General Description

An assessment is a process of data gathering and information analysis carried out in support of a predetermined purpose.

While many of the principles behind conducting an assessment are the same in security and justice development as in other development activities, the nature of donor support to security and justice initiatives requires a different framework. Security and justice development is inherently a highly sensitive and political process. The extent of political will to undertake (or to avoid) security and justice development must be understood. Assessments must not just focus on technical issues and institutions, but include political dynamics, individual influences, informal networks and customs. In addition, a realistic understanding is required of the extent of the impact a donor can have (both positive and negative). It is important to unpack and acknowledge the relationships within the partner country, as well as donor capabilities to support effective development given the constellation of partner country relationships.

In addition to a good mix of sectoral technical experts, security and justice assessment teams need an understanding of security and justice development as being a holistic and political process that requires the combination of effectiveness with accountability. There is also a requirement for project management skills, cultural and local political awareness, knowledge of good practice in assessment processes and change management experts.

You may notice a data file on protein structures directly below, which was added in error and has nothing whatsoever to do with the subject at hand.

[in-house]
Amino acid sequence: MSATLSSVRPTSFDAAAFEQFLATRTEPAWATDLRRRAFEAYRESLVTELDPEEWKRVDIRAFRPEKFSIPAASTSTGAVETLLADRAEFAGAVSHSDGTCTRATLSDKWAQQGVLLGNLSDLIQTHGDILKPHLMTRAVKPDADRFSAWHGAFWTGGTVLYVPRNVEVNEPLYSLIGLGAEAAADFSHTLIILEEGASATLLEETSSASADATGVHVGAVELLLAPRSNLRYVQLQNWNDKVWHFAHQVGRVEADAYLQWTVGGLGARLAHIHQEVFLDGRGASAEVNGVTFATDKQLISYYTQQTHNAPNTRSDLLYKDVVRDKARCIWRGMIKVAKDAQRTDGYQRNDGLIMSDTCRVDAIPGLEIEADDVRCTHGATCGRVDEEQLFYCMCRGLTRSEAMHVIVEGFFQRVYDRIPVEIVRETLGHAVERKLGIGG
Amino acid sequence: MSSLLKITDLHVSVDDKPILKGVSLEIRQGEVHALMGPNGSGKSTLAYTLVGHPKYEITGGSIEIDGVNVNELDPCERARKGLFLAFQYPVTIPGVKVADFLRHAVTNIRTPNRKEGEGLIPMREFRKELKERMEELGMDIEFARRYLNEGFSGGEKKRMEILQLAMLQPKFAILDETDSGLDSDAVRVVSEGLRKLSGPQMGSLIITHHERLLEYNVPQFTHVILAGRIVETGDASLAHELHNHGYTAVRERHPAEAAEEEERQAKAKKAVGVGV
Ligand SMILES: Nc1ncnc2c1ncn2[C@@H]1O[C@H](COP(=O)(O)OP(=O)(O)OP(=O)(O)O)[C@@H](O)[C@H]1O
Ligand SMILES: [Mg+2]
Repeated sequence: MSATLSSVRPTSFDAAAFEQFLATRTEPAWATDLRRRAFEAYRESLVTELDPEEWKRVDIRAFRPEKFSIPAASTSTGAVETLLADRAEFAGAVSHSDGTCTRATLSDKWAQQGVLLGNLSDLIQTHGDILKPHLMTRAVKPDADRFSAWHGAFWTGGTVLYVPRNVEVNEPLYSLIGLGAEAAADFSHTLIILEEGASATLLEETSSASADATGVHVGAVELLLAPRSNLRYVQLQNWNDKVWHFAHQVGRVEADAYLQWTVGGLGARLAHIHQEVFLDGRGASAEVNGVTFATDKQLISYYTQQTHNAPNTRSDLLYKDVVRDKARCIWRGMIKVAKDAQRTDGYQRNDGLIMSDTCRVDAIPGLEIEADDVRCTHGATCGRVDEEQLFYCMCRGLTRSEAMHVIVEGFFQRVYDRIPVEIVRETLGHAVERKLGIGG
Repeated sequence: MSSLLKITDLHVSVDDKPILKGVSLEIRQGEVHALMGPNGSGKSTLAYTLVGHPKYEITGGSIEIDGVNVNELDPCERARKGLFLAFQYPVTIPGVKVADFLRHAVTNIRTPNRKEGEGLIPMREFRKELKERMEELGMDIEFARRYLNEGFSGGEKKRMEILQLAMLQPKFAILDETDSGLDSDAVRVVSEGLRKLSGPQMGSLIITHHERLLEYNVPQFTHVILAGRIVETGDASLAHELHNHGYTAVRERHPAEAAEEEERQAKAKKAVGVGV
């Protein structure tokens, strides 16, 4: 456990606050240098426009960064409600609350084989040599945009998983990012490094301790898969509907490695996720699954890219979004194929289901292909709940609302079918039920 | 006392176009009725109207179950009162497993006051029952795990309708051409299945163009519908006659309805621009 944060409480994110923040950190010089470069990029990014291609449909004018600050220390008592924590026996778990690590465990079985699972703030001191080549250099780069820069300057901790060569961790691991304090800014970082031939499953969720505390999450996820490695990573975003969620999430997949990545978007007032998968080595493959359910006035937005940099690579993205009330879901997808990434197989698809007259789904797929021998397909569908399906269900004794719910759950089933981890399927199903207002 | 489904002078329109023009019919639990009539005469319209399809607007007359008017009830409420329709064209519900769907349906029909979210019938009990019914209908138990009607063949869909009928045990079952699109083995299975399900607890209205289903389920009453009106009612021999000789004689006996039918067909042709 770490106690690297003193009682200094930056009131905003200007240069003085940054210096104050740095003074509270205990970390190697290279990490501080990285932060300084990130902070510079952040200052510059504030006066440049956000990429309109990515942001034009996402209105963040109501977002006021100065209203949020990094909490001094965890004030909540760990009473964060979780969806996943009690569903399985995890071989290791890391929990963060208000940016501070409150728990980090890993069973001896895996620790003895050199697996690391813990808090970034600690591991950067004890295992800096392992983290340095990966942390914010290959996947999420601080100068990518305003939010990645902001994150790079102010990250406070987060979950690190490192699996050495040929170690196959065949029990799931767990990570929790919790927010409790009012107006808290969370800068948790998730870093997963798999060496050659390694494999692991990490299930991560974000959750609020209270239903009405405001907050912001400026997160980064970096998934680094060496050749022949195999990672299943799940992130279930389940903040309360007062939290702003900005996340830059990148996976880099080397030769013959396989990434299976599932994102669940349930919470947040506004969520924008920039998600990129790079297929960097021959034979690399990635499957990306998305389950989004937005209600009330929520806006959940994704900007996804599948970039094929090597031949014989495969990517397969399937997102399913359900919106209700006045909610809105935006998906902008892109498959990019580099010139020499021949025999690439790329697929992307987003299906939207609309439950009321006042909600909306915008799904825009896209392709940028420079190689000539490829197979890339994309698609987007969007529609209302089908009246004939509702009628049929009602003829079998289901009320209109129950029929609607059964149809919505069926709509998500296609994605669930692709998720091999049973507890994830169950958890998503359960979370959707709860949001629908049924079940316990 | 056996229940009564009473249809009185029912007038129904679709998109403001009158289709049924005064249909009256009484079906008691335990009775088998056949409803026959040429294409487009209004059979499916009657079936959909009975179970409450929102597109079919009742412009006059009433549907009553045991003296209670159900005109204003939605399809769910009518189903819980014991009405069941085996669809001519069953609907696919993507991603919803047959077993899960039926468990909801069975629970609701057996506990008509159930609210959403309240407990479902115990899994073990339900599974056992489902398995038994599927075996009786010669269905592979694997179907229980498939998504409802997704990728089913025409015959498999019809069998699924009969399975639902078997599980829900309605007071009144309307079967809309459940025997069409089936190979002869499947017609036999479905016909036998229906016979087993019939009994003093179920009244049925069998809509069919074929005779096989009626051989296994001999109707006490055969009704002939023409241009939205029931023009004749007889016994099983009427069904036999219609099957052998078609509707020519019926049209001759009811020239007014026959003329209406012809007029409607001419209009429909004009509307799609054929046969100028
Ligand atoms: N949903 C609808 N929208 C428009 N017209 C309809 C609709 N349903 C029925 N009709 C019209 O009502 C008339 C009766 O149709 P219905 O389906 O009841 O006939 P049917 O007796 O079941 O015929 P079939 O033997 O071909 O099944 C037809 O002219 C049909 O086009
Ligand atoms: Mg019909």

These challenges are exacerbated in the sorts of fragile or conflict-affected state environments in which security and justice support is often undertaken. Fragile or conflict-affected societies are often confronted by legacies of massive abuse generating a lack of trust and a crisis of legitimacy of the security institutions. Typical other post-conflict processes such as DDR, elections, mine action, and return of refugees are highly resource intensive and politically demanding. The tension between the numbers of top priorities (everything is urgent) and limited resources often calls for a careful identification of suitable entry points, rather than just focusing on long-term reform.

Purposes of assessments can include the following, and may be multiple:

  • Inform policy towards a particular country, sector or grouping;
  • Support the design of programmes to assist the development of security and justice systems;
  • Identify suitable entry points to support longer-term security and justice processes;
  • Identify and mitigate against risks and pitfalls of engagement;
  • Identify individuals, communities, networks, organisations or institutions to champion security and justice processes;
  • Identify possible suitable local, national, regional or donor partners for future engagement;
  • Inform funding priorities for support to SSR;
  • Create a baseline from which to evaluate programme outcomes and impact.

Our Assessment Mandates